Tesla's saving grace, the Model S. Via Wikipedia
On Sunday, Tesla Motors reported that it was profitable through the first quarter of the year, which is the first time in the electric car maker's history that it turned a profit during any financial period. Now, it is true that we're just talking about three months of money making after years of losses. But Tesla has now made the point that many folks in the auto industry once thought it never would: electric cars can make money.
Tesla was founded way back in 2003, but it wasn't until 2008 that it started selling its Roadster, an electric sports car based on the high tech, lightweight aluminum chassis of a Lotus Elise. Developing a sporty car around an existing chassis is cheap and makes for a good image, but the inherent compromises of the car–small range, small seats, small margins–meant it was unlikely to take Tesla to profitability. The simple fact is it's hard to sell a lot of two-seat roadsters, especially when you add range anxiety into the mix.
But while plenty of folks gave Tesla grief for those Roadster issues and more, CEO Elon Musk is nothing if not a dude who plays a long game. In 2012, Tesla dropped the Model S, a big luxury sedan that had everything the roadster lacked from a business standpoint. More seats meant more mass appeal, and positioning the car as a luxury ride (with the top of the range cresting $100k) means Tesla can pull in the revenue it needs with a lower volume.
More importantly, the Model S comes with one Roadster-beating stat that's all-important in electric car adoption: the largest battery pack available gives the car a range for 250-plus miles (Tesla claims 300, the EPA 265). I've seen more than a few of them cruising about, and there's no denying that it's an attractive car, as you'd expect for the money. But everything aside, the Model S proves that, in the US, range is still key.
That's proven in Tesla's own numbers. The Model S is offered with three different battery packs: an 85 kw/h for that 300 mile claimed range, 60 kw/h for 230 miles, and 40 kw/h for 160 miles. That base model, without add-ons, runs $59,900, and Tesla says only four percent of its customers went with that setup. The rest went for more options, sure, but they also went for more range. Overall, the company beat its 4,500 unit sales projection by a few hundred cars during the quarter.
Next up, Tesla's releasing a small SUV called the Model X, which is shown above. Again, this is a more logical money-making solution than something actually awesome like the Roadster. Here in the US, the reality is that if you're an automaker who wants to make money, you figure out how to get small SUVs–glorified station wagons, really–into the hands of the country club crowd.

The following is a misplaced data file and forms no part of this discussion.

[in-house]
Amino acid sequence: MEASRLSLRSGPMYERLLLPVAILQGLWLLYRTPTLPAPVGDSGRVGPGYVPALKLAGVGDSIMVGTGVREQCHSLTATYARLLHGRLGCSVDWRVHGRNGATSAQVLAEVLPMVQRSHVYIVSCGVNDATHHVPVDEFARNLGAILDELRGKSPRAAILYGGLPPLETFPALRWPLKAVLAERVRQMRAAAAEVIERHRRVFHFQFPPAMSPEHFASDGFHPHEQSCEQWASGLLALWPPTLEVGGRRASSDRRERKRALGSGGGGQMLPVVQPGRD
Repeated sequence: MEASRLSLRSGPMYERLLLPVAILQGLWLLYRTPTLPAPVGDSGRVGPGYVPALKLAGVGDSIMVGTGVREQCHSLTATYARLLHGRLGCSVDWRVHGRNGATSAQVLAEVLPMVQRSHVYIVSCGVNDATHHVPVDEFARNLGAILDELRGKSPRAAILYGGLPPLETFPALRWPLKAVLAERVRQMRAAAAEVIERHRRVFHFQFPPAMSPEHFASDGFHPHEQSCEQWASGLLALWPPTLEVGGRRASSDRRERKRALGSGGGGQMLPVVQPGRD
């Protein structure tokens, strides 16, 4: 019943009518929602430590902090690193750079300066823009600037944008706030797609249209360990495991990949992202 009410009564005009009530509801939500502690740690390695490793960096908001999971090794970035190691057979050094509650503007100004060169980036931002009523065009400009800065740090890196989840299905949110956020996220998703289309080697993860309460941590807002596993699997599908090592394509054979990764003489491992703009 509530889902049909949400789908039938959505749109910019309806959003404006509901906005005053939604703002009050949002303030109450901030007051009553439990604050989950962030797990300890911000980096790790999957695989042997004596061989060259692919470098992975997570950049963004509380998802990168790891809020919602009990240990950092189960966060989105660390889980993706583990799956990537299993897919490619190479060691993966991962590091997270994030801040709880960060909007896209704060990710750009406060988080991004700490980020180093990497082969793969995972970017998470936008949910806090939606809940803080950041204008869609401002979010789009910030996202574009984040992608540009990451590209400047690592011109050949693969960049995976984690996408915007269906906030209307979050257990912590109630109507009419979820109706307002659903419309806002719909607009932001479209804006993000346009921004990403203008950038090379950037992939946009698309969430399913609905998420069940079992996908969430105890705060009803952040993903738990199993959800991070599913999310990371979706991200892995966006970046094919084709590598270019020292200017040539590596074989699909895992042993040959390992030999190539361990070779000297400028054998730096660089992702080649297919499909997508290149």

Now, if I've gotten a bit too dorky here, my apologies. I dig cars, and it's great to see Tesla find a modicum of success. But I'll try to sum it all up for you: Expecting more is an American tradition, for better or worse, which means a whole lot of people have never wanted a car that's limited to 100 miles before charging when we've got a country full of roads that one day you might drive on, especially when with many gas-powered cars, you need to feel the tank less often than you need to empty your bladder.
But Tesla, and Musk, have finally been able to flip that on its head. We've got range–at least enough to go a long ways, and the Supercharger quick-charging network is rolling out–along with more luxury and more exclusivity than a Prius or Volt (or Mercedes, for that matter). And while other companies' offerings have found mixed success, Tesla is showing signs it might actually pull off its mission, despite having zero manufacturing or sales infrastructure before going electric.
So yes, electric vehicles aren't going to make it in the US as glorified, greenwashed golf carts, as efficient as those would be. The technology is still new, batteries still aren't great, and it's all still super expensive. But baby steps. People are ditching Audis and Jaguars for Teslas, which means selling electric cars can be feasible. It's just not clear how long it will take for viable electric cars to trickle down to the masses.